Your dog is jumping/trampling your guests. And what do you do about it?
“FIDO NO JUMPING! FIDO, NO!!! FIDO STOP OR I’LL SAY STOP AGAIN!!!!”
Yeah, it’s not helping. Fido is still jumping.
I work with quite a few “aggressive” dogs. Usually at least one per week. And you should see all the massive bruises and injuries I have…from “friendly” dogs jumping on me. My legs look like I play professional soccer without shin guards. I have scratches all over me (yes, even through denim jeans). All because of Fido who “just wants to make friends”. Sorry, but consent exists with dogs the same way it exists with humans. Your dog is hurting me, and it’s not a game, nor is it cute.
As I said, we need to un-asshole your dog.Let’s start with how you are perceiving your dog. It has to do with your soft bigotry of low expectations. You expect so little from your dogs. You claim that your dogs are your kids, yet you allow behaviors from your dog that you’d never tolerate from your children (I hope!). The thing to remember is that it’s not about having perfectly well behaved kids/dogs; it’s about having a game plan for anything that happens. Can you predict that your preschooler would suddenly start rifling through great aunt Bertha’s purse? No, that was unexpected. But what makes you a good parent is how you deal with the situation, or more importantly, if you deal with the situation.
I firmly believe in treating everyone appropriately. Dogs are great dogs…they just suck at being human. Kids are great kids…they just suck at being adults. It’s up to you to be the adult human in the situation and to Pilot them through whatever issues or questions they are currently embroiled in. So let’s get started.
It starts with Piloting. Piloting is answering your dog’s questions, and they have a lot of questions. “Can I jump on you?” “Can I eat that chocolate?”Wanna snuggle?”You answer each question according to how you feel. My answers would be No, No and Yes respectively. How do you give a negative? Using simple body language outlined here. No prong collar. No shock collar. No need for a spray bottle full of vinegar(?!)(seriously, I’ve been hearing this a lot…stop it). It’s a conversation. Communicate, don’t dominate, subjugate to alleviate…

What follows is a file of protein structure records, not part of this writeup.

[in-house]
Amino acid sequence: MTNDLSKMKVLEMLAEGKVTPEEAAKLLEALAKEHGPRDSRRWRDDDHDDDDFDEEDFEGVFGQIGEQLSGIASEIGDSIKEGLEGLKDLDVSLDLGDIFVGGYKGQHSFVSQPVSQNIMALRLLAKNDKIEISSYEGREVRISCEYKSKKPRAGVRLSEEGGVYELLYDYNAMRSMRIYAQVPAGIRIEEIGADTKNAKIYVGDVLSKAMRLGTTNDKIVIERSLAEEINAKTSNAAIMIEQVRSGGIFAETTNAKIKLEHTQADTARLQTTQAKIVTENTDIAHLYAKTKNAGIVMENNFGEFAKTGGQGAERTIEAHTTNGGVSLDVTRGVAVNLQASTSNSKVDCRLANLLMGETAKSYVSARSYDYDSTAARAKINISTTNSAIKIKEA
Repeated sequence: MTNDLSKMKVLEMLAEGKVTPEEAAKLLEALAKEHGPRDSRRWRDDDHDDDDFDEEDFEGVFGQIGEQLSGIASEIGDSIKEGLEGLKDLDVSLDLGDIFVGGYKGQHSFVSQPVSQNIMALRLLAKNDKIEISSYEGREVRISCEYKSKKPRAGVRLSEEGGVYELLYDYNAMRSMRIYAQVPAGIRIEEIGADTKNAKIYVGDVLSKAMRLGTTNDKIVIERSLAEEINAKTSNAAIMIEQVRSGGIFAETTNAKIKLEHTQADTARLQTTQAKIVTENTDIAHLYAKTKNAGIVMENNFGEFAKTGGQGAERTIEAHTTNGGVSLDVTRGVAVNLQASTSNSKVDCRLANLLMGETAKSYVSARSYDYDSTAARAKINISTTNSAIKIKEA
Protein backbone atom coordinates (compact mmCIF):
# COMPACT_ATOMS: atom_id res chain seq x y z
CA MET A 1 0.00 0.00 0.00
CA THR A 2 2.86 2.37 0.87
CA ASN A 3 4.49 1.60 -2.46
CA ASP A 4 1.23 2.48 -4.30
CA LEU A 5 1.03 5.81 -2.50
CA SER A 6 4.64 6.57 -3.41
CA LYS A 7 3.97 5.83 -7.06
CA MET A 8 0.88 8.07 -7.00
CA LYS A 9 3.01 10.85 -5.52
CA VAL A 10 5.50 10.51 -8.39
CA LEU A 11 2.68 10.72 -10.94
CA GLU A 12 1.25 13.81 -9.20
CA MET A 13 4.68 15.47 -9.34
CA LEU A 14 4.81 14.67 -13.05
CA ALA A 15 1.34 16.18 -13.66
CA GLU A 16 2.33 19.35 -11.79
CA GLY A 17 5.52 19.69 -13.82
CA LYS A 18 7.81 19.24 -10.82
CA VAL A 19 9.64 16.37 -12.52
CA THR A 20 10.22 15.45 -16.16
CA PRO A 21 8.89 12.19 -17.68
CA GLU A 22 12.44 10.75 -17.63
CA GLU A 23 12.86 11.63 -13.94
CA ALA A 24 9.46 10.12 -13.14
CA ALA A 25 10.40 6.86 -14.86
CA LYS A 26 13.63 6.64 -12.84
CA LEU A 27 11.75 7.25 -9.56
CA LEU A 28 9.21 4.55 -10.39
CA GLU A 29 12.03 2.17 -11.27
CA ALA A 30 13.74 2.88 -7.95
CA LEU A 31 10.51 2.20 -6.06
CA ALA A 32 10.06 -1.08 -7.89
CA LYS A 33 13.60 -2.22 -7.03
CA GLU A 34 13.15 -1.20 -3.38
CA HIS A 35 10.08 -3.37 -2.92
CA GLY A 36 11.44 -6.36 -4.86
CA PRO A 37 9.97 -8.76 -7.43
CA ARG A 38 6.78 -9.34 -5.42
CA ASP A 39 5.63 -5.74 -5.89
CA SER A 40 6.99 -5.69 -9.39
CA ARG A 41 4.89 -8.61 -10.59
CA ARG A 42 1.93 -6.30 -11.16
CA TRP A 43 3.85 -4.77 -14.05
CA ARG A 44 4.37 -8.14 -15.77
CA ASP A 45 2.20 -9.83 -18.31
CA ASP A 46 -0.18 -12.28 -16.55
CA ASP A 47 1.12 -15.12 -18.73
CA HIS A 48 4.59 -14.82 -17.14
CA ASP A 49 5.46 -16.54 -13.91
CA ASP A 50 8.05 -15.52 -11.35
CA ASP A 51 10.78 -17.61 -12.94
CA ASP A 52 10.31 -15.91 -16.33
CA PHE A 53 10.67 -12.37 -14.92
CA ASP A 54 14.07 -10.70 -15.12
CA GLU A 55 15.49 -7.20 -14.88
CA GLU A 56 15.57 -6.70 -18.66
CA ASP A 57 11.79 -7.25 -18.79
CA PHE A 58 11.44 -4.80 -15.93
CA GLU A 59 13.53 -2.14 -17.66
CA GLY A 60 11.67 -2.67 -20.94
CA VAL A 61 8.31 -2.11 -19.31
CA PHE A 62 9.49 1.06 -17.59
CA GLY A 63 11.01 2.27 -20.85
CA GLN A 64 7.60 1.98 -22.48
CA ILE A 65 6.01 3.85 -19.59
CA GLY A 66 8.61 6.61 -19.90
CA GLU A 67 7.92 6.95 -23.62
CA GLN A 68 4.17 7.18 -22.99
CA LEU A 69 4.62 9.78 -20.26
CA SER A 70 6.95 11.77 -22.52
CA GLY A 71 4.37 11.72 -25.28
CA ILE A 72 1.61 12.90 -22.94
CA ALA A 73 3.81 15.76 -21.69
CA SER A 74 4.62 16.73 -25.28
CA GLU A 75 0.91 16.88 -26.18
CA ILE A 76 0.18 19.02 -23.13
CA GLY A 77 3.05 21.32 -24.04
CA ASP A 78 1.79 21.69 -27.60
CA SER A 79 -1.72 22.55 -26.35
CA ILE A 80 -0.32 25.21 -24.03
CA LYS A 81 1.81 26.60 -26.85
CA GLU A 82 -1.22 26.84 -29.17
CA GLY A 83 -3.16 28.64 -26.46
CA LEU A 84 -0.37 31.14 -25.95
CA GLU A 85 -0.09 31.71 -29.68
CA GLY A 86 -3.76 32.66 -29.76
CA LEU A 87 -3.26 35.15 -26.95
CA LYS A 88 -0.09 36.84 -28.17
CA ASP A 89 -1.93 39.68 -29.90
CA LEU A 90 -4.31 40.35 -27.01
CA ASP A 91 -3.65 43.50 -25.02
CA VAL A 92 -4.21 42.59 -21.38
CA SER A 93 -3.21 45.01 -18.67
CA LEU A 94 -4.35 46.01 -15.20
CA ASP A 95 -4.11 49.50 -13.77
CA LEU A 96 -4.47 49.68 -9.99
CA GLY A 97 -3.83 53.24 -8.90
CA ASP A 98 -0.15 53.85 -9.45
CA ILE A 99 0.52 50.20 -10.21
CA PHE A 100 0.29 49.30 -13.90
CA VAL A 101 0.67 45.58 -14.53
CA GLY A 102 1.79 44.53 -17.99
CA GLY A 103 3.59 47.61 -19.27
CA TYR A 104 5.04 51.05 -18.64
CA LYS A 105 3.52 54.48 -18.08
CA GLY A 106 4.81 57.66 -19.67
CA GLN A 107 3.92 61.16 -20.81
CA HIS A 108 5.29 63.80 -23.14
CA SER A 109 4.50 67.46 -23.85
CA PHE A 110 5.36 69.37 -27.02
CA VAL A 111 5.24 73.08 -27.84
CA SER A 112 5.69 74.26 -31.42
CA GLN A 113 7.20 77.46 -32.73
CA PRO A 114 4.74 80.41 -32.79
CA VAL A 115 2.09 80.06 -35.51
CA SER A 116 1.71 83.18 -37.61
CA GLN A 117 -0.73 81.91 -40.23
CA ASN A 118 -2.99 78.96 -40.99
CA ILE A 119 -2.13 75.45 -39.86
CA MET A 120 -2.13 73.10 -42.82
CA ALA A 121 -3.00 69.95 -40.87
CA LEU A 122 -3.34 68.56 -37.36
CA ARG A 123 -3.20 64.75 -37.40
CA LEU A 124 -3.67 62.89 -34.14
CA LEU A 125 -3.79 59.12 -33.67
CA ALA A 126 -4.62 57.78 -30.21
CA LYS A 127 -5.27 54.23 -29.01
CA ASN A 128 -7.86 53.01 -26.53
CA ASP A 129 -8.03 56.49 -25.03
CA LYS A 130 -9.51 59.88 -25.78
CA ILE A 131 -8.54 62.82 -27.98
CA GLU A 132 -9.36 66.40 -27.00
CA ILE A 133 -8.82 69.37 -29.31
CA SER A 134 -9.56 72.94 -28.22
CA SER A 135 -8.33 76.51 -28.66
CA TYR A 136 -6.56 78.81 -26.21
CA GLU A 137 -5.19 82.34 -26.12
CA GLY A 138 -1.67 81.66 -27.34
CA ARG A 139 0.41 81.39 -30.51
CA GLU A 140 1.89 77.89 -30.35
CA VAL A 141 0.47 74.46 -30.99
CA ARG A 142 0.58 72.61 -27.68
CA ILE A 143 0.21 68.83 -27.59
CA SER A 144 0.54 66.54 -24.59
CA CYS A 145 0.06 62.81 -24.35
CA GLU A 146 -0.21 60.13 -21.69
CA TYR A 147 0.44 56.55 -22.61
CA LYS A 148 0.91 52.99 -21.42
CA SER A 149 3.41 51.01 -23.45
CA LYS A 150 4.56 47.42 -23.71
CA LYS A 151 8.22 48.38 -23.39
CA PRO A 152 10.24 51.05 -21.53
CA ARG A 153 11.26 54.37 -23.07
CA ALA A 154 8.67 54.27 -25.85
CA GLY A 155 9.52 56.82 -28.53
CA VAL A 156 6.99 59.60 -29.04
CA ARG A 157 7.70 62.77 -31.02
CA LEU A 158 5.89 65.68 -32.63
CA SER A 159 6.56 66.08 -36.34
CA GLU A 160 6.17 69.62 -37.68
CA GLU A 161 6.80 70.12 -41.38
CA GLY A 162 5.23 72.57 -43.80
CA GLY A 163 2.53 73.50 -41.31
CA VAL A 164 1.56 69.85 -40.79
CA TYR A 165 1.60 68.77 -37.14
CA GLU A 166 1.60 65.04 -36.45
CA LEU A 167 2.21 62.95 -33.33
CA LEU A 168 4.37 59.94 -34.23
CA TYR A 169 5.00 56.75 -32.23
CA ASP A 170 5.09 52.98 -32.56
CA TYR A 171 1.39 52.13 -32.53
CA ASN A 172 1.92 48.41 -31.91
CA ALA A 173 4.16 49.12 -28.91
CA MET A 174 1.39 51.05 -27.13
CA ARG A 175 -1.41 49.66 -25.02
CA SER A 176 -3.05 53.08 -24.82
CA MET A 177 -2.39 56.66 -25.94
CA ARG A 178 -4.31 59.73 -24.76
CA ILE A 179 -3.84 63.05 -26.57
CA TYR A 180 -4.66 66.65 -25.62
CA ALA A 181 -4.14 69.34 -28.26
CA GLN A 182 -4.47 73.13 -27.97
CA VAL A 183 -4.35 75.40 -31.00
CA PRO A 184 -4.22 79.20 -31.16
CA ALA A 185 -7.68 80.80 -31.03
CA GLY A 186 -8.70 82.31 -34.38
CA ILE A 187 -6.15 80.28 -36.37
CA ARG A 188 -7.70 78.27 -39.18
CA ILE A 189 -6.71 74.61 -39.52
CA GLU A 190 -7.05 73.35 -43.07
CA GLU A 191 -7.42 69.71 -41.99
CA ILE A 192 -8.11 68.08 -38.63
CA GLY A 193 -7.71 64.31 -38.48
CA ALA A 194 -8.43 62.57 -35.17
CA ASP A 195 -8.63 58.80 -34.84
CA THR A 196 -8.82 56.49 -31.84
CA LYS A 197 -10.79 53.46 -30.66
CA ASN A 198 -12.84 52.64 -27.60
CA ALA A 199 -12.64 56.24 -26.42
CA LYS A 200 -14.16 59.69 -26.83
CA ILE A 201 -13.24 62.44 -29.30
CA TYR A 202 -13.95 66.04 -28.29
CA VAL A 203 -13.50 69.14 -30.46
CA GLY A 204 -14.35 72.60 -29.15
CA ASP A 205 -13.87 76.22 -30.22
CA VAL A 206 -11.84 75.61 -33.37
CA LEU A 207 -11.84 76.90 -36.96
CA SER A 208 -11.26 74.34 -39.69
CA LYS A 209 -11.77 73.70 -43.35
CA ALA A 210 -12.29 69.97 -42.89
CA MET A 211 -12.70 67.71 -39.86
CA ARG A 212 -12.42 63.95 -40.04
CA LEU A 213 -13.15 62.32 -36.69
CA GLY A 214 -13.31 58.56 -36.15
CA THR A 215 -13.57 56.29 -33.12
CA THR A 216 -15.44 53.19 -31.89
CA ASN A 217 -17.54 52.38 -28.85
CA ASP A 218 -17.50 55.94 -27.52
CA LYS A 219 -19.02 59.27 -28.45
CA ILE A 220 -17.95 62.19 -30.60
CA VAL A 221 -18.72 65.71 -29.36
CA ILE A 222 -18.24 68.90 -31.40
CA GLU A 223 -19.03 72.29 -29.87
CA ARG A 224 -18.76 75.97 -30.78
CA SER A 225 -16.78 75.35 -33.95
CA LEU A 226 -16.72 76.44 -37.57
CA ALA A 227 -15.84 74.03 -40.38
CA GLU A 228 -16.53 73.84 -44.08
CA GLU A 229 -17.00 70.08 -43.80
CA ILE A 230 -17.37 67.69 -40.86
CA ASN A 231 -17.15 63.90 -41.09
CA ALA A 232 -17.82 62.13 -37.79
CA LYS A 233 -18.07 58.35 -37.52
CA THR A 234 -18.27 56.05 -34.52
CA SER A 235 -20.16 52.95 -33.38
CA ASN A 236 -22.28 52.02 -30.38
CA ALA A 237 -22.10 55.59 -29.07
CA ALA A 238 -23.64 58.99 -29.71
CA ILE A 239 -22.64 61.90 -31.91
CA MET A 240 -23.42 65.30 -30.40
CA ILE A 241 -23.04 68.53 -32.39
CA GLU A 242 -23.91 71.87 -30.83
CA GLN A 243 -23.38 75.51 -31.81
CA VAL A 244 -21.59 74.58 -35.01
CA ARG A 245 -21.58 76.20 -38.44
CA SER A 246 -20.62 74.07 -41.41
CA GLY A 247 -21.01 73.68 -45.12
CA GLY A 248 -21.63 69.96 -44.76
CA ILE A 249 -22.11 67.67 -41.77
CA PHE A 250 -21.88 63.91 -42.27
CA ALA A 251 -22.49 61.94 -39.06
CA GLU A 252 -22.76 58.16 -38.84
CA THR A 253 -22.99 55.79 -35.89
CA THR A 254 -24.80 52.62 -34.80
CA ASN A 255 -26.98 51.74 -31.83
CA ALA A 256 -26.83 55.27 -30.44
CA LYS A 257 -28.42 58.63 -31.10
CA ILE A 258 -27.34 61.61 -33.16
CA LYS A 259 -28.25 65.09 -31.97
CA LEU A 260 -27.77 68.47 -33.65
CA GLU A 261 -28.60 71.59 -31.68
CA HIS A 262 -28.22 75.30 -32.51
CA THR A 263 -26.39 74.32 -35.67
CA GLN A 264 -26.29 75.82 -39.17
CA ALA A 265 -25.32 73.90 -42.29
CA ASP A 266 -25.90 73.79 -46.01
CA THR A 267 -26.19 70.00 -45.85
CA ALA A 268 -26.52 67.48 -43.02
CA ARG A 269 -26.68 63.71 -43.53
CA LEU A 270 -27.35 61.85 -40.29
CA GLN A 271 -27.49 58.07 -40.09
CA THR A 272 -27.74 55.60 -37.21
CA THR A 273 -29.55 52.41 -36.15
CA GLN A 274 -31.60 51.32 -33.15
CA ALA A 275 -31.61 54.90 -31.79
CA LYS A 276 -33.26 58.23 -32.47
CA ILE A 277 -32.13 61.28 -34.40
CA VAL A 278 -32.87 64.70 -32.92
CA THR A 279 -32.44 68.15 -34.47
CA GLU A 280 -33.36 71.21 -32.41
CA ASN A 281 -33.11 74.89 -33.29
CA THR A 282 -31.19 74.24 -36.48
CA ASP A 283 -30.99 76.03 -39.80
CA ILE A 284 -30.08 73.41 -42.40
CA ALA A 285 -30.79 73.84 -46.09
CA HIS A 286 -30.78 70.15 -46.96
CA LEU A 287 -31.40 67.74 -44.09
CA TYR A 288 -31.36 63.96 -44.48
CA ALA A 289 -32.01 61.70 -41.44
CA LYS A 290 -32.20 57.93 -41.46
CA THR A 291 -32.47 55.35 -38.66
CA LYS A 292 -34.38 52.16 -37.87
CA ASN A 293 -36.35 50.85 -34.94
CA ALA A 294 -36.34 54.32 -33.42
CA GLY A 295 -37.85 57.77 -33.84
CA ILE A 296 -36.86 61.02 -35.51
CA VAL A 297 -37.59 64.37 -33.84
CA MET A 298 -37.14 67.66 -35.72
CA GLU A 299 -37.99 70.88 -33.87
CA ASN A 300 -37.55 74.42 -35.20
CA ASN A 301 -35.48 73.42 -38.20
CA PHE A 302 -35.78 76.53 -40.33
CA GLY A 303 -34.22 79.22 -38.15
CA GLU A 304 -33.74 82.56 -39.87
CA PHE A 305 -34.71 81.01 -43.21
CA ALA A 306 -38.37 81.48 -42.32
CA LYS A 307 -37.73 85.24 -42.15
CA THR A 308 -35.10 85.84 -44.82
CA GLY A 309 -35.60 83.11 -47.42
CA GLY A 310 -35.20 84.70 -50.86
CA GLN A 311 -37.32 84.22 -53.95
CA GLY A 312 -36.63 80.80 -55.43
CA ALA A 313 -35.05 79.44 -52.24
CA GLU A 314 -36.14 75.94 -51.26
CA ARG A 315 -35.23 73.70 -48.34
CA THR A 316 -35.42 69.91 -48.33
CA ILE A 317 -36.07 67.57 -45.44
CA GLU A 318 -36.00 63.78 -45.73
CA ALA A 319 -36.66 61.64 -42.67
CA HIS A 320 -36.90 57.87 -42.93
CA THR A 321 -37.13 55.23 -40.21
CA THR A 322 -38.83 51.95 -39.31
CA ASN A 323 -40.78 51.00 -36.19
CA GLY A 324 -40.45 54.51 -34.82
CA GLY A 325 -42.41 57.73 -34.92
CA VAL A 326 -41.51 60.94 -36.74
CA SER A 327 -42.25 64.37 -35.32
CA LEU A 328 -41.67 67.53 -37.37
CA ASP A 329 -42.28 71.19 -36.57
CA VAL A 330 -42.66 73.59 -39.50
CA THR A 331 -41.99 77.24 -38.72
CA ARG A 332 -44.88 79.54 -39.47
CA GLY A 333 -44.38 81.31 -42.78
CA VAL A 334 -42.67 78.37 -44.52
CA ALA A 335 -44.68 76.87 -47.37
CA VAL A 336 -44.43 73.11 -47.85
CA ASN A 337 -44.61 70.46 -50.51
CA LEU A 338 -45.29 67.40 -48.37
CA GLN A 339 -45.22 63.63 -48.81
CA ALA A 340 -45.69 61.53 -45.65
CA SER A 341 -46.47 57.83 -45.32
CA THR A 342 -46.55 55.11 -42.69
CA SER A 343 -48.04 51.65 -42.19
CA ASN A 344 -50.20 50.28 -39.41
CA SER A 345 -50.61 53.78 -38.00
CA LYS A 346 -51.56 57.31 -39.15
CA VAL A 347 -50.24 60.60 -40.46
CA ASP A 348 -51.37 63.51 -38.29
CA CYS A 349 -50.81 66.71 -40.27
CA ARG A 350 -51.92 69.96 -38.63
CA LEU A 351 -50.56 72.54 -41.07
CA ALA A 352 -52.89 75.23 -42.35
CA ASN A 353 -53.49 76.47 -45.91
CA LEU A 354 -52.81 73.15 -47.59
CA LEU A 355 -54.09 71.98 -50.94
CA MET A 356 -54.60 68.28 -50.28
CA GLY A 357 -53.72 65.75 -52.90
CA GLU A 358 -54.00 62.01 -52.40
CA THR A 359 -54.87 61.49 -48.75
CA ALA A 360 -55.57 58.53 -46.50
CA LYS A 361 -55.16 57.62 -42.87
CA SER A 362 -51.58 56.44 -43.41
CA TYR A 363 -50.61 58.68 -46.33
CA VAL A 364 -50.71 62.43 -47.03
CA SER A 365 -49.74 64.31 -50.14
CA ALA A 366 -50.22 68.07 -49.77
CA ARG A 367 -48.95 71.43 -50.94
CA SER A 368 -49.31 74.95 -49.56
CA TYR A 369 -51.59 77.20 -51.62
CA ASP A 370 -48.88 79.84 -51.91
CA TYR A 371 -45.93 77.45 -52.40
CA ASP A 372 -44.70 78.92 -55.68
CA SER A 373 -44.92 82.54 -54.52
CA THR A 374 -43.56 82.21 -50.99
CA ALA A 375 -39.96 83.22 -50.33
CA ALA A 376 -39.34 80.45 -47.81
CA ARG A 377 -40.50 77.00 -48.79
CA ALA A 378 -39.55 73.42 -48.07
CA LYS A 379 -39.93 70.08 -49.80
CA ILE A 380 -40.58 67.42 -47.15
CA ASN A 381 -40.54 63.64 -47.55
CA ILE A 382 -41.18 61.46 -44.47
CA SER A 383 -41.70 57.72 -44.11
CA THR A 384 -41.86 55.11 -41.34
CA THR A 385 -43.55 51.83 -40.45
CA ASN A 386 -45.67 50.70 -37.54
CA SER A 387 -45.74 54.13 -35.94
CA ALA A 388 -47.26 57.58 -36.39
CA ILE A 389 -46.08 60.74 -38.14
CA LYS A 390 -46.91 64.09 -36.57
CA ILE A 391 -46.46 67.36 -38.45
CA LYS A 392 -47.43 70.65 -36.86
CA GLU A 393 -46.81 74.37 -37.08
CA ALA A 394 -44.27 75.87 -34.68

…sorry, that was a little INXS.
Just remember, it’s a conversation. Your dog isn’t bad, Fido just has questions. So answer them!
I’m going to give you a bonus hint: I don’t ask my kids or my dogs if they want to do something. I tell them, and then ask for questions.
Example, if I want the dishwasher emptied and re-loaded:
Me: River, would you please empty the dishwasher and then load it?
Me: River, I want you to please empty the dishwasher and then load the dirty dishes. Do you have any questions?
Do you see the difference? If River does indeed have questions, (“Do I have to?”), I’m prepared with my answer. I do not negotiate. I will listen to hear reasoning why she shouldn’t have to (and sometimes she’s correct), but I do not make deals with her. I do not lower my expectations unless new or different information is given.
For example, if River says she doesn’t want to because she wants to play video games, oh well! I want a pony and I don’t have a pony. Now get in there and do the dishes. But if she says she doesn’t want to because she’s trying to (legit) study for her test tomorrow, I may change my mind about her doing dishes, based upon the new information.
How does this apply to your dog? Suppose I show up to your house and Fido starts to jump on me. It’s up to you to Pilot your dog, giving them a negative. And they accept your answer, calming down. Nice job!
But what if later while I”m at your house, you see Fido start to jump on me again? You start to give him another negative, but then I tell you that I started it because I wanted to wrestle with him. What do you do? Let it go? Give a negative anyway?
The answer is entirely up to you. If you decide you don’t want your dog getting riled, you give me a negative If you are okay with us wrestling around, then by all means let it go. You’re the Pilot; you are actively choosing to let a behavior continue, rather than not doing anything about it because you don’t know what to do. Remember, it’s not about having the dog with the perfect manners all the time. That dog doesn’t exist. But now you don’t have to tolerate those unsavory behaviors any longer.
So congratulations, we’ve successfully de-assholed your dog! And let’s face it, he probably wasn’t really an asshole to begin with. He’s just a dog. A wonderful, intelligent, perfect dog….who really sucked at being human.
Dog Training in Cleveland, Ohio